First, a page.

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Sustainable Product Design
Now that the holidays are complete and we are all having fun learning how to use our new “toys”, we thought that it was an appropriate time to take a moment to think about the ecological lifespan of our gifts. Many of our gifts will probably break by next Christmas and will make their way into our trash cans, and our time with them will be complete…but these items will continue to impact our environment for many, many years in most cases. Desktop Engineering featured an article “Sustainable Design as a Balancing Act” and we wanted to share with you some highlights from it and how CAD is helping manufacturers and consumers learn more about their product’s ecological lifespan.
“The sleek mobile tablet at your fingertips, the stylish sunglasses in your pocket, and the point-and-shoot camera you use to capture your Kodak moments–they all have an ecological lifespan that’s much longer than you think. The time the product remains in your possession–its duration of operation and service–may be just a few months (a pair of sunglasses) to a couple of years (a tablet or a digital camera), but its ecological footprint has been established long before you pick it up from your local mall. It will continue to grow long after its disposal. A series of decisions made in the manufacturing process–using polycarbonate instead of scratch-resistant borosilicate materials for a lens, or using injection molding instead of machining for a latch–affects a product’s environmental impact.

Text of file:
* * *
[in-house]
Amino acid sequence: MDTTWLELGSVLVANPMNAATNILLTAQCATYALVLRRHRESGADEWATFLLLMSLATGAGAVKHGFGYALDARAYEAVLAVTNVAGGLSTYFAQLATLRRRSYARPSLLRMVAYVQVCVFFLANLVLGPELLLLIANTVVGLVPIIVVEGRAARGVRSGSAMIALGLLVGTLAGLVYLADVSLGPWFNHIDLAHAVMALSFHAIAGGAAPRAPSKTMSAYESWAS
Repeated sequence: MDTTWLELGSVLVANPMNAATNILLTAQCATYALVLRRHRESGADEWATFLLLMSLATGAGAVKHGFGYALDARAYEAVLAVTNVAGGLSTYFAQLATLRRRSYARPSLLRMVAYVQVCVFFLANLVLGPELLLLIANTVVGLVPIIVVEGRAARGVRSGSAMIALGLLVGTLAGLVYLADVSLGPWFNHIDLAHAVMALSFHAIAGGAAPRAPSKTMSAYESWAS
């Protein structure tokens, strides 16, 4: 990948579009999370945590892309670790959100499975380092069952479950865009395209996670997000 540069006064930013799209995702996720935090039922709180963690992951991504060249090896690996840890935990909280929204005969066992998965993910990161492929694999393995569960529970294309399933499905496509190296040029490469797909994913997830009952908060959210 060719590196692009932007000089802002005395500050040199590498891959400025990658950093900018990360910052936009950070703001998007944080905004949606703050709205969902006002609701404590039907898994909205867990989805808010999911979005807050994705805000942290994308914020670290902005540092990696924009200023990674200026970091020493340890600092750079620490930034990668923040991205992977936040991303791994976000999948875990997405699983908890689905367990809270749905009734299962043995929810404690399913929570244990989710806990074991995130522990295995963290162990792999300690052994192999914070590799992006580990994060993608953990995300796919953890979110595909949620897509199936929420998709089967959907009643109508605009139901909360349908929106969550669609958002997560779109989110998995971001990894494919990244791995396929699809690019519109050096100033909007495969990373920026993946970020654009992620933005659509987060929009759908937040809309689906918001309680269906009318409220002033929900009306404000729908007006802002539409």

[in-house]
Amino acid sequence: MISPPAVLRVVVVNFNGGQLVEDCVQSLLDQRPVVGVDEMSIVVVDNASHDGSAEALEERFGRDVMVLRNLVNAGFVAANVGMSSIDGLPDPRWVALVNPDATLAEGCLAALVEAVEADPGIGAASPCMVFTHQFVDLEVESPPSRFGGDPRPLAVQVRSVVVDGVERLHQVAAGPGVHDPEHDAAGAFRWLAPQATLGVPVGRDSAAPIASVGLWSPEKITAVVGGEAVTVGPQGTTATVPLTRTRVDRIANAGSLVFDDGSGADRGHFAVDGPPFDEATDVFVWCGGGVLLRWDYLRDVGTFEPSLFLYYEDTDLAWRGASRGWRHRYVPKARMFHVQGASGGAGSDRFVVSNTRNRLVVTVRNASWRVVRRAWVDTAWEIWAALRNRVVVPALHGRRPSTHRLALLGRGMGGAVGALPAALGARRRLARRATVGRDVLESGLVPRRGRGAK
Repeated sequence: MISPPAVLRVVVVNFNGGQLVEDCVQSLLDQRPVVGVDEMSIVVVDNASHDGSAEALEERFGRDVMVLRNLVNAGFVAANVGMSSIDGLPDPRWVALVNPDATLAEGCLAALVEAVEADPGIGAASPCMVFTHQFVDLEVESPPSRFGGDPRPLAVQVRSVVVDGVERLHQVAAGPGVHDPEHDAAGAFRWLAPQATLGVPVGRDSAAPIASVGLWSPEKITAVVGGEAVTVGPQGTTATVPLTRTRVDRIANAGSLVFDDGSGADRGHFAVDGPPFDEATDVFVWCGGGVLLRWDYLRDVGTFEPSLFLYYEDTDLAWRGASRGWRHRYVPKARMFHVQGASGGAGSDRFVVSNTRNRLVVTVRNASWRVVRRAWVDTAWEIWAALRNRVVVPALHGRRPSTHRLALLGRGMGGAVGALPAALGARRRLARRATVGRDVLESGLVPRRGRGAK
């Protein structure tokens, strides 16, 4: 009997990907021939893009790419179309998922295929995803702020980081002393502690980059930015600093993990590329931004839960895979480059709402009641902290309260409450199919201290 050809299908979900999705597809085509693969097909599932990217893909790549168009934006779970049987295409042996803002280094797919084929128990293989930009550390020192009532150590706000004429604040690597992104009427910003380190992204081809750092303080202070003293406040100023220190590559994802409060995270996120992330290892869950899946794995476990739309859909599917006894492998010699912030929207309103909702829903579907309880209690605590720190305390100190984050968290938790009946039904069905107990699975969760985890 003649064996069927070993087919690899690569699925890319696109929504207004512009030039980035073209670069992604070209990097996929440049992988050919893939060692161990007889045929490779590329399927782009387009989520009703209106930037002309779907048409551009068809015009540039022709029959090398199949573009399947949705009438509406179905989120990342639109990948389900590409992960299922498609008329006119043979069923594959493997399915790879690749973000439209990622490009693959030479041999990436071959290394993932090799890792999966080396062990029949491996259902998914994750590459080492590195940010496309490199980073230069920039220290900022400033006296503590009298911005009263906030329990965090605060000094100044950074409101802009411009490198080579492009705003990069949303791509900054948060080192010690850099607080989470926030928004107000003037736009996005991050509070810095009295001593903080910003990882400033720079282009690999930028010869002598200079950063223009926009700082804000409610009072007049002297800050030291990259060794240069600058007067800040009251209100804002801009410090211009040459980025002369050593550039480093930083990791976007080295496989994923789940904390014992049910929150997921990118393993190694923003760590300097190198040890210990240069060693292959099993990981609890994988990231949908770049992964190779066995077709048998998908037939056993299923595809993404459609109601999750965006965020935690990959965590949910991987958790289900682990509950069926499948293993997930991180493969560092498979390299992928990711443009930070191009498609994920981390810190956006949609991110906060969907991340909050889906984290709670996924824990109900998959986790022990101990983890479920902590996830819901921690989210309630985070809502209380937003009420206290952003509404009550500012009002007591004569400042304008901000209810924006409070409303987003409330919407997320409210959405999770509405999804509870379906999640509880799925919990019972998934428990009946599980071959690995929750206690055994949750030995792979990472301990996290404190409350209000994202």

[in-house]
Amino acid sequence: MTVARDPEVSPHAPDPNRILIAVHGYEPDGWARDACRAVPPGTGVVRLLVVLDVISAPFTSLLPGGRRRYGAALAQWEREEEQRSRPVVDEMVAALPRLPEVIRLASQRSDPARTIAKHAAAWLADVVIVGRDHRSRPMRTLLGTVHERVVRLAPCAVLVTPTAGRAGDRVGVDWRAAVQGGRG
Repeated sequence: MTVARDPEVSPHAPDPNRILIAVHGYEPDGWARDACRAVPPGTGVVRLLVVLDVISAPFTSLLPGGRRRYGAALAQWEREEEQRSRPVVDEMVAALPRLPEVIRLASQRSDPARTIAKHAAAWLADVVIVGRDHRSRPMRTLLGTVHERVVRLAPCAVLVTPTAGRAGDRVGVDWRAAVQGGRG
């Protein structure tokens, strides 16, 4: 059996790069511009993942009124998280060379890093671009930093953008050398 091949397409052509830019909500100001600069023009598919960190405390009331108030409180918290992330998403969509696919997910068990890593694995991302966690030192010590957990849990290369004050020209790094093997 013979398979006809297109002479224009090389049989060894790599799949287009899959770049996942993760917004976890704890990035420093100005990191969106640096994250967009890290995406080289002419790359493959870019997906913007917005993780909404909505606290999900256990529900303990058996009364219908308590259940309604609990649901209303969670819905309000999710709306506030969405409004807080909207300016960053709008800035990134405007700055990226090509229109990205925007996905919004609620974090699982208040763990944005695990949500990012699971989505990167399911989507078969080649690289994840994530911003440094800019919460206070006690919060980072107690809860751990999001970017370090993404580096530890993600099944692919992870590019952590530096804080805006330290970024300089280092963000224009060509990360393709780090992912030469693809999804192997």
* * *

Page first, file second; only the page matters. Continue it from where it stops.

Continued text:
The office of Fred Sparks, an industrial design agency has, quite literally, helped shaped many familiar household products, ranging from football helmets and golf bags to outdoor furniture. Fred Sparks is often hired as a design consultant to develop sustainable solutions to existing products. Because its role is consultative, the firm doesn’t always have access to 3D CAD models of the products. “Sometimes, those files exist in a factory somewhere in China, and the factory doesn’t want to give up that [intellectual property],” observes Harris.
Just as CAD users would catalog the content of their assembly in a BOM, Sustainable Minds subscribers use the software’s web-based input system to create an itemized bill of a product’s lifecycle. In this case, the lifecycle includes not only a list of objects to be manufactured (camera housing, lens, battery, memory chip release latch, etc.), but certain aspects of manufacturing that are bound to have an impact on the environment as well–such as transportation methods, choice of materials, and disposal methods.
Sustainable Minds works as a standalone web-based program, but the company has worked with Autodesk to ensure that, if you upload a BOM exported from Autodesk Inventor CAD package, the appropriate fields are automatically populated with the right numbers–for instance, component volumes and material specifications, as deduced from the 3D CAD assembly model.
Increased attention to LCA and green design has prompted some CAD software makers to add environmental impact assessment tools to their 3D modeling interface. SolidWorks and Autodesk Inventor–two fierce competitors in the design software market–have both incorporated the function.
In manufacturing today, the challenge is to find the right balance of durability (how well does the product perform under duress?), sustainability (how safe is it for the environment?), and cost (how much does it cost to make it?). It is, indeed, a tall order to come up with a design that satisfies all three criteria, but such is the demand of the consumers today.”
To read the complete article from Design Engineering click here.